Tough conditions see profits drop at Union Electric Steel UK

Challenging trading conditions led to a major drop in profits for Gateshead manufacturer, Union Electric Steel UK

Union Electric Steel UK
Union Electric Steel UK

Challenging trading conditions led to a major drop in profits for Gateshead manufacturer, Union Electric Steel UK.

The company, which makes and sells rolling mill rolls, saw operating profit drop 83% in the year ended December 31, 2012, going from £2.6m to £448,000, while final profit went from £1.7m to £87,000.

Turnover also dropped around 25%, going from £51.8m to £38.8m, newly published financial statements show.

An accompanying directors’ report said: “The decline in sales is attributable to lower demand for our product in Europe as result of low operating levels and restructuring of the European steel industry.

“In addition, sales to India and Asia continue to be impacted as the production capacity and quality of indigenous roll supply in those regions improve.

“The fall in volume of sales and output, together with a reduction in selling prices caused by competitive pressures within the roll industry adversely affected operating profit for 2012.”

The value of the company’s order backlog on December 31, 2012, was £24m, down 42.9% on the previous year.

Order intake was inconsistent and, with current market conditions remaining difficult, it is expected that the level of shipments for 2013 will be lower than that of 2012.

Cash reserves, meanwhile, increased by £4.6m during 2012.

“Cash flows were positive as a result of a reduction in inventory levels, monitoring of credit and improved cash collections,” the report said.

“This resulted in creating much improved cash reserved despite a further £2.1m being invested in fixed assets.

“The company has cash available and no external borrowings as of the end of the year.”

Union Electric Steel UK continued to operate in a “mature” industry and expenditures relating to the development of new products, identification of products or process alternatives, and modifications and improvements to existing products and processes were approximately £100,000 in 2012.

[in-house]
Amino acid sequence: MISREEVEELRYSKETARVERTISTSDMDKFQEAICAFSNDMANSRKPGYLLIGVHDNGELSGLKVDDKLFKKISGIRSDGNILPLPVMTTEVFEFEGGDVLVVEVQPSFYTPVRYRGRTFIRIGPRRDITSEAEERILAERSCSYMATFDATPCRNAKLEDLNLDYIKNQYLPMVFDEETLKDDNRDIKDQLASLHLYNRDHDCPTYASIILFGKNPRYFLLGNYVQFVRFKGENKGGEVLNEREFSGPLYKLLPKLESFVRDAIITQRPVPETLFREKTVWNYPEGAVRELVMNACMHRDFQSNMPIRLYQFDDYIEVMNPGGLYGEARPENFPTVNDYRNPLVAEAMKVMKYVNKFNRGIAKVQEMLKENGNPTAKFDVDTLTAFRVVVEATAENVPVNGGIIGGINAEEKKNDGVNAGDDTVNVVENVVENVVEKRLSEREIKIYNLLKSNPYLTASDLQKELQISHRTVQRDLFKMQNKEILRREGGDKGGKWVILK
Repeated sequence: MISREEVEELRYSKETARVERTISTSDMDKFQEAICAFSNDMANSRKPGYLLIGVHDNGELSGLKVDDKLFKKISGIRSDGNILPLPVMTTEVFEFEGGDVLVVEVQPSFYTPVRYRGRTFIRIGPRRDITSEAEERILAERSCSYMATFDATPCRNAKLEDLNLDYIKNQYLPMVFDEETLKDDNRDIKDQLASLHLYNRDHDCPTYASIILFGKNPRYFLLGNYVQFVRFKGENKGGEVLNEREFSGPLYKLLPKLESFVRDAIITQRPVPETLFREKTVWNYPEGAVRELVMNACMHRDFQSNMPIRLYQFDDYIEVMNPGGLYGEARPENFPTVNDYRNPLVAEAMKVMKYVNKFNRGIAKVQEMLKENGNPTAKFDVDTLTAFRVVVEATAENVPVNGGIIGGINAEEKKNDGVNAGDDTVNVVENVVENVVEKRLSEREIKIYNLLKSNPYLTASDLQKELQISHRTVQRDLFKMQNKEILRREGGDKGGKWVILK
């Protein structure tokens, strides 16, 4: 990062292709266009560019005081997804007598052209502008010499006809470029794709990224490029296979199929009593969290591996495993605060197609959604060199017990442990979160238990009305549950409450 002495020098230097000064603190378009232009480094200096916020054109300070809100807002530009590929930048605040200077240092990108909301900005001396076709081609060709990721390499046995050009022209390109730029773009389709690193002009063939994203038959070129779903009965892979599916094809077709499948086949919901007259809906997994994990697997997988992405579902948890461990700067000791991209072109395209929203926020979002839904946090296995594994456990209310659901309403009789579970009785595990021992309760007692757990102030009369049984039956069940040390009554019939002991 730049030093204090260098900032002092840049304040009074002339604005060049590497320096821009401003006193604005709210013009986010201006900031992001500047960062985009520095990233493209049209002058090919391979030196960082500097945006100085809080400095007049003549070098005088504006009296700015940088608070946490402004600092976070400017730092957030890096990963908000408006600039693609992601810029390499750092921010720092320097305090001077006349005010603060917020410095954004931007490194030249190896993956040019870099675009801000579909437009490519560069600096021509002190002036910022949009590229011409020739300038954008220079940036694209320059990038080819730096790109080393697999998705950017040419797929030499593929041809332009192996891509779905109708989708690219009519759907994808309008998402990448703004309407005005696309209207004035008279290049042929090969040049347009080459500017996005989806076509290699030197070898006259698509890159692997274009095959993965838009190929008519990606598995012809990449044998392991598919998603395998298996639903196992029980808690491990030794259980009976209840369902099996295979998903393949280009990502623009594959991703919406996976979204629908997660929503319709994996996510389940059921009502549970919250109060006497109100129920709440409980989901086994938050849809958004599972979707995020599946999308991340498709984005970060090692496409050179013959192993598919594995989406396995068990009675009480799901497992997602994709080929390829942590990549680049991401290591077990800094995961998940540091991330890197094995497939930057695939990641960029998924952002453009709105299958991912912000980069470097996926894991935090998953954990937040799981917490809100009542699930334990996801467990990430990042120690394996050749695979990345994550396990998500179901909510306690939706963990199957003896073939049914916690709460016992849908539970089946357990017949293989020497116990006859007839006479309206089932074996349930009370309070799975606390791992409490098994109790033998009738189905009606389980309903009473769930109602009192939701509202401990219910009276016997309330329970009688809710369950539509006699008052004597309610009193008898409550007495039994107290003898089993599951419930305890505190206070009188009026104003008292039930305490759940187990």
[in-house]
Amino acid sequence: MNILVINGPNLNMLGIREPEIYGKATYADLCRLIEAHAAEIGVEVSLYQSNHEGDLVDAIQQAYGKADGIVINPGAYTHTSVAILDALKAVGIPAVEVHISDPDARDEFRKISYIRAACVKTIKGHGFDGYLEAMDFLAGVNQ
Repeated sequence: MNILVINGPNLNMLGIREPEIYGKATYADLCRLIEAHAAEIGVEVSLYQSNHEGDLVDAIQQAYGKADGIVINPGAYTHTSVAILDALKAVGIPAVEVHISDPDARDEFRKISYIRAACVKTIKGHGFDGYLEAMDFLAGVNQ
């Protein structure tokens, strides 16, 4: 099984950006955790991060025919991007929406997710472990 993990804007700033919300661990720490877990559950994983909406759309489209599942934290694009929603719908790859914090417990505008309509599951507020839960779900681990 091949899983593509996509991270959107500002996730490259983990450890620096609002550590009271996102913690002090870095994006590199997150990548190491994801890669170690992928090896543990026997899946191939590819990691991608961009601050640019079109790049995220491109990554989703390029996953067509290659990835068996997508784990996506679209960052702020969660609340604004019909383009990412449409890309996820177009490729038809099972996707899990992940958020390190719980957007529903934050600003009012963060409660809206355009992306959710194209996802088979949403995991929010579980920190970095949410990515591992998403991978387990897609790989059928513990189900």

The company, which employs around 270 people, intended to continue R&D expenditure as “a further commitment to maintaining its position as leader in the market place”.

Risk-wise, the market was exposed to changes in foreign currency exchange rates and commodity prices. However, systems were in place to manage this as far as possible.

“The company views its primary market risk exposure to relate to the lack of demand in the global steel industry, which can be periodically impacted by economic or cyclical downturns,” the report continued.

“Such downturns, the timing and length of which are difficult to predict, may reduce the demand for cast steel rolls, both domestically and abroad as the year 2012 demonstrated.

“Lower demand for rolls may also adversely impact profitability as other roll producers, which complete with the company, reduce selling prices in the market place in order to fill their manufacturing capacity.”

However, the directors had a “reasonable expectation that the company has adequate resources to continue in operational existence for the foreseeable future.”

Company director Chris Hersey was unavailable for comment.


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